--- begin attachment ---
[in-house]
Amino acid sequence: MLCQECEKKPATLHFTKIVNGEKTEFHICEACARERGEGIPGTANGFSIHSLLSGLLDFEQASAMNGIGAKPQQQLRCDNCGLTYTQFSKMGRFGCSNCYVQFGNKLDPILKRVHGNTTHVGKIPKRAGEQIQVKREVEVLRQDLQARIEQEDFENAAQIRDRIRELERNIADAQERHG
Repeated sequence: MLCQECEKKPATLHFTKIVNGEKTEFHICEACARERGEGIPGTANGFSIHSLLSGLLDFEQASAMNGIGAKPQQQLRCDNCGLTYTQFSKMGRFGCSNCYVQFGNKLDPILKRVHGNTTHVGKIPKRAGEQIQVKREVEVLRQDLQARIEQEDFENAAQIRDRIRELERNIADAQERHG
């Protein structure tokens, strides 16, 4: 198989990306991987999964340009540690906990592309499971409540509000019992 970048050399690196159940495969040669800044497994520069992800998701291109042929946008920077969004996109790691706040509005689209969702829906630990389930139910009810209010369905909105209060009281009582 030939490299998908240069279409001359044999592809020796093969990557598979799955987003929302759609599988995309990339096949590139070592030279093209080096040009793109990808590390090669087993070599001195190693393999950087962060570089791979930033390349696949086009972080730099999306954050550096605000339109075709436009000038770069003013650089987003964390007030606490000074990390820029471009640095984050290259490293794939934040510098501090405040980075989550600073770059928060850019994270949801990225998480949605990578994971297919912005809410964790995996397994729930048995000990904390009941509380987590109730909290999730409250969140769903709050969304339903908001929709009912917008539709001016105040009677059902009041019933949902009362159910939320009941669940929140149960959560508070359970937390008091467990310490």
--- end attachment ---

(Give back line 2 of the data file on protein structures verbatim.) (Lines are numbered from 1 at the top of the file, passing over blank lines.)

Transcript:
Amino acid sequence: MLCQECEKKPATLHFTKIVNGEKTEFHICEACARERGEGIPGTANGFSIHSLLSGLLDFEQASAMNGIGAKPQQQLRCDNCGLTYTQFSKMGRFGCSNCYVQFGNKLDPILKRVHGNTTHVGKIPKRAGEQIQVKREVEVLRQDLQARIEQEDFENAAQIRDRIRELERNIADAQERHG